And as far as usability is concerned, Budgie is simple. You need not spend a lot of time getting to know how everything works. One look at the desktop and you’ll pretty much have a rough idea of where everything is.

2. Out of the box software

All the essentials are included in the ISO file. LibreOffice suite, Rhythmbox music player, GNOME MPV, a good number of casual games come right out of the box. Chromium is the default browser in Ubuntu Budgie. The general essentials like the calculator and calendar are all present.

Ubuntu Software is the default software store on Ubuntu Budgie 18.04. Anything and everything you need can be installed from there with just a click.  If you need something that’s not found on the Software Store, you can install them by following the same installation instructions as that for Ubuntu.

3. Performance

On my computer, Ubuntu Budgie 18.04 visibly outperformed the standard Ubuntu 18.04. This, of course, can be credited to the fact that Budgie desktop environment is much more lighter than GNOME desktop environment and as a result, is faster.

Of all the flavors available, for me at least, Budgie version strikes the sweet spot between speed and aesthetics.

Since Ubuntu Budgie is still Ubuntu under the hood, an unquestionable stability can be expected. The repositories have thoroughly tested packages which deliver a high degree of stability above else.

Ubuntu Budgie 18.04 is ready to be used as your daily driver. It’s dependable.

4. Customization

Customizability is the unspoken essential requirement of every desktop Linux Enthusiast. I get it.

Ubuntu Budgie makes customization very simple. An application called ‘Budgie Themes’ provides 8 different theme setups. You can choose the one that goes with your specs or whatever and the theme, icon packs are fetched and installed automatically. The hassle of adding PPAs, updating cache, everything is taken care of by the OS.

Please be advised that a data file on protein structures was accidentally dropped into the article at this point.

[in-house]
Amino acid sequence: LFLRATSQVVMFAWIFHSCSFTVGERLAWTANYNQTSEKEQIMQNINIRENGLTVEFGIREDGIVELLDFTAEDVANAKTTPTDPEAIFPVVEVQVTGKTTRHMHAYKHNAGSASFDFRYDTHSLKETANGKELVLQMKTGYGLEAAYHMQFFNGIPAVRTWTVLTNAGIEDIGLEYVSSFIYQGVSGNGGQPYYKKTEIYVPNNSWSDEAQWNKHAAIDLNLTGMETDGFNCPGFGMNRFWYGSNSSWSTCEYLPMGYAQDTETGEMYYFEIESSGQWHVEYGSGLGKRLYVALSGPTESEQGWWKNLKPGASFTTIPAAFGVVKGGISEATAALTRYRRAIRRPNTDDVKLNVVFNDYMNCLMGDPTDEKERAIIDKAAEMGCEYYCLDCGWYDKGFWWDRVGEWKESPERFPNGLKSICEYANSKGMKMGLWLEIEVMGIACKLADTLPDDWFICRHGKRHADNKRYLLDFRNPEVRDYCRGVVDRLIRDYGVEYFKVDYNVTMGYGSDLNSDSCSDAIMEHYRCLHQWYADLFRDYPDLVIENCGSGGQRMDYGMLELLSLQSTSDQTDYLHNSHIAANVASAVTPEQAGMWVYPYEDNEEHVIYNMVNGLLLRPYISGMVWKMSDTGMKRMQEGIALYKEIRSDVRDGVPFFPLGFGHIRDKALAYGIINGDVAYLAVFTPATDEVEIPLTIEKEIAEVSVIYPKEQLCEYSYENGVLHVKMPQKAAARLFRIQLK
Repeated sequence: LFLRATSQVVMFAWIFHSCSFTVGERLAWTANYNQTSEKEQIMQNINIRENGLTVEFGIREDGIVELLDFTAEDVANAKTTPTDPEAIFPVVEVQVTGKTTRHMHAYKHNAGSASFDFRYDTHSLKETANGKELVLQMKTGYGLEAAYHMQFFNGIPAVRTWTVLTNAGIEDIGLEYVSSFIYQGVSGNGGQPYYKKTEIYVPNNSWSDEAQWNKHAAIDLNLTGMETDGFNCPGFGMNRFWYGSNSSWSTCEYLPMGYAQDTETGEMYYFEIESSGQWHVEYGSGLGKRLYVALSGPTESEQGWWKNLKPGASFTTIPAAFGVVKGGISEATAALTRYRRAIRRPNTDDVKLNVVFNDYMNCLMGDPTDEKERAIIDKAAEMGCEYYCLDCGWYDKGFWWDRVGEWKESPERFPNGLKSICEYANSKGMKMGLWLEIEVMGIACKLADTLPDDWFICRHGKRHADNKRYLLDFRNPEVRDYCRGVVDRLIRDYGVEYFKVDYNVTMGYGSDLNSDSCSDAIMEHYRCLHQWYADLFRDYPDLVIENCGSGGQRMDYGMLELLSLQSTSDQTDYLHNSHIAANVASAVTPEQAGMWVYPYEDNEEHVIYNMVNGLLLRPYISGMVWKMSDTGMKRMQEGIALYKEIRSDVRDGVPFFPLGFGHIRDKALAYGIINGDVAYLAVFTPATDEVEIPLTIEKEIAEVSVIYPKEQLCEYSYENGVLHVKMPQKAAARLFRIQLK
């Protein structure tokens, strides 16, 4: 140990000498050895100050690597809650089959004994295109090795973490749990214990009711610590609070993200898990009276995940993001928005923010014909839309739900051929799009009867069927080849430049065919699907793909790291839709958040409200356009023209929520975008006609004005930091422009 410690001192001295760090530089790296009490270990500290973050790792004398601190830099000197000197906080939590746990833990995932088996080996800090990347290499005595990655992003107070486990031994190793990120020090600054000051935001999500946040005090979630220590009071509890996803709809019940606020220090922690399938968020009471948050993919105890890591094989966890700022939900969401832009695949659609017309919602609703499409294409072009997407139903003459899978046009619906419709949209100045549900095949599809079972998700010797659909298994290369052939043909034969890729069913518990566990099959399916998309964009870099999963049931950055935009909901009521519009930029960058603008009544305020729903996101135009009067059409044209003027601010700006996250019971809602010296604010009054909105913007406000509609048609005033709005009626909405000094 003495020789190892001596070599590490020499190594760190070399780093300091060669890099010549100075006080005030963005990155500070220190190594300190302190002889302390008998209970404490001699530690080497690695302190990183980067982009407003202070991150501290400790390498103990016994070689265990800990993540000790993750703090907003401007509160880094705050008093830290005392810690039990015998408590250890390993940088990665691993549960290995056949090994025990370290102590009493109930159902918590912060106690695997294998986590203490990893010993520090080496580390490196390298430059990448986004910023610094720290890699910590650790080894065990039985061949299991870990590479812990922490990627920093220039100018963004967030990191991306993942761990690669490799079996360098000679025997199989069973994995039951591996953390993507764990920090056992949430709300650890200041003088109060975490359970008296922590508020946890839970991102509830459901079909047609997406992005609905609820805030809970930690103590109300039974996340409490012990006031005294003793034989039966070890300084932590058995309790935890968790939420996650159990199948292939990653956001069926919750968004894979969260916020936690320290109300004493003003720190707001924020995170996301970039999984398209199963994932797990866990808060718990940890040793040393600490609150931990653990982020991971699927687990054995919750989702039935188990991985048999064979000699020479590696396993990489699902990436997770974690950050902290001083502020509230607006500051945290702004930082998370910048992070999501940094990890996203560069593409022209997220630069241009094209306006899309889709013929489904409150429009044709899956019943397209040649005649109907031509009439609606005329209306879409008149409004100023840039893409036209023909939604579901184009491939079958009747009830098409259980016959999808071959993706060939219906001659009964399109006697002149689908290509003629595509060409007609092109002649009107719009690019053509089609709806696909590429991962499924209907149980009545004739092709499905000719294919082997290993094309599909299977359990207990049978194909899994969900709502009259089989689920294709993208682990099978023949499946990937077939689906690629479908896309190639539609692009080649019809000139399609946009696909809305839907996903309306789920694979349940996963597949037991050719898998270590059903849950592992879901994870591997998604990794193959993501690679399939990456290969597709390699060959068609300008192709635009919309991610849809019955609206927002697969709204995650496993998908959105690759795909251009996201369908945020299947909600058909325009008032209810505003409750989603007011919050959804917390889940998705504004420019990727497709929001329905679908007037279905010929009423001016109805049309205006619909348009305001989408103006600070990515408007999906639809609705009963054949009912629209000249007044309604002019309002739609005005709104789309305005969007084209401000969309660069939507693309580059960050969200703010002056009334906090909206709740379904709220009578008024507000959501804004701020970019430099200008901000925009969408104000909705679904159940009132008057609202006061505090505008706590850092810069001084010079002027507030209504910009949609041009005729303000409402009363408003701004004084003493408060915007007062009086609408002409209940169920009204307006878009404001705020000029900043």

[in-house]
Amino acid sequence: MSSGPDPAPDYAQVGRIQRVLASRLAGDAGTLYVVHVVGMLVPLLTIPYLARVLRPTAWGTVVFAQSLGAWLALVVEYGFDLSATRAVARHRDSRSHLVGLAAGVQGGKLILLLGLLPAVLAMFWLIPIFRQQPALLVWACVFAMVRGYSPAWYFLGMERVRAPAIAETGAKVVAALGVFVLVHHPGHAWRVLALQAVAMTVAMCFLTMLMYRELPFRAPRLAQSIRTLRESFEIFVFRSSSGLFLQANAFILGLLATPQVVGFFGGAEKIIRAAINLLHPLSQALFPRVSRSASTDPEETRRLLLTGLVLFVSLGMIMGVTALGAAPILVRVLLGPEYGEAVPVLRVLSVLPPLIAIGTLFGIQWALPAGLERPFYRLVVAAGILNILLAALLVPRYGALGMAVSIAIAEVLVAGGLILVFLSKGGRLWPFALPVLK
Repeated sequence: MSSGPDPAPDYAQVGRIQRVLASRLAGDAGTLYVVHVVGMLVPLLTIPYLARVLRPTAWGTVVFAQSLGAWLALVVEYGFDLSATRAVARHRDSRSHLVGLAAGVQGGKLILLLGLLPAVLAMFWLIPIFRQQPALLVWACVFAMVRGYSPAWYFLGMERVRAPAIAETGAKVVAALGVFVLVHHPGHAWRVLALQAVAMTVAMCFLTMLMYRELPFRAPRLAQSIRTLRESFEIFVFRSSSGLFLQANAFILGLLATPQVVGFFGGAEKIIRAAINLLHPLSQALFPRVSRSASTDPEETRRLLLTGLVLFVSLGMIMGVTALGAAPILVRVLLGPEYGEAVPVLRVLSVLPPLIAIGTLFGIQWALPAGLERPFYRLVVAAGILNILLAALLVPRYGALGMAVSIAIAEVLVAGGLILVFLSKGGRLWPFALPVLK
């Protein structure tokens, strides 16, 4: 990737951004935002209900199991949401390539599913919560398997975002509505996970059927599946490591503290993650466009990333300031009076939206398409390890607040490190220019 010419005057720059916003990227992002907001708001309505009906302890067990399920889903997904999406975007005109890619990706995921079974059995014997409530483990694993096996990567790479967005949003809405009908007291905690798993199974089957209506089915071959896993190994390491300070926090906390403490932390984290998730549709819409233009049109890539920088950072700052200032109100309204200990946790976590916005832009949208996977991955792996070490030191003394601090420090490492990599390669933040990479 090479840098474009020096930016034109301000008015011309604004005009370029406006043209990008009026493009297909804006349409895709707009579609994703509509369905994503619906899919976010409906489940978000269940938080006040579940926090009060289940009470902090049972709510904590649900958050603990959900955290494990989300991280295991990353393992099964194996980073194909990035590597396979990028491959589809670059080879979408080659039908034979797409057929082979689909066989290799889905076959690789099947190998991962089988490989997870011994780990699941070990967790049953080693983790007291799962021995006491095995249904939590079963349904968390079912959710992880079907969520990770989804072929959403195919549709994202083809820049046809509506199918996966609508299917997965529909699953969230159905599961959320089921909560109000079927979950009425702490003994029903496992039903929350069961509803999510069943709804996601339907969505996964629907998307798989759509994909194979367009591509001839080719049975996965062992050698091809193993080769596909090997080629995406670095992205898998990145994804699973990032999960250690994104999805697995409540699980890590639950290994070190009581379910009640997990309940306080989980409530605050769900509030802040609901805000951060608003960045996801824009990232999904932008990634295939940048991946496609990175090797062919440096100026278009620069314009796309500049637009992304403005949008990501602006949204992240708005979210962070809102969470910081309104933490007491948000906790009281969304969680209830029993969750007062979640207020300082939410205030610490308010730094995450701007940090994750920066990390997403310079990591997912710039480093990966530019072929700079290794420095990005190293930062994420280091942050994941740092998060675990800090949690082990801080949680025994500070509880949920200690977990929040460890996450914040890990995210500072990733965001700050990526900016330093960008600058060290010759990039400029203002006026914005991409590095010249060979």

Budgie Themes

The presets are all good looking and the desktop looks like a work of art on any theme.

An applet store is also present which provides a range of applets for you to download and use. Again, hassle-free installation.

Budgie Applets

The main panel can be moved to the bottom if that’s your thing. The items in it can be removed, added and configured to be where you want them to be.

5. Gaming

Ubuntu Budgie is officially supported by Steam, which brings more than a thousand games to Linux. Amazing titles such as Team Fortress 2, Counter-Strike: Global Offensive, Dota 2, Rocket League and many more can be installed through Steam.

A vast number of free games are available in the Ubuntu repositories. There are some good time killers, spread across all the categories. 0 A.D, Xonotic, Alien-Arena to name some.

And you can play a good number of Windows games on Ubuntu Budgie with the help of PlayOnLinux and Wine. Now not all the games work this way, but it’s something you might find useful. I sometimes play some NFS Most Wanted and it works flawlessly.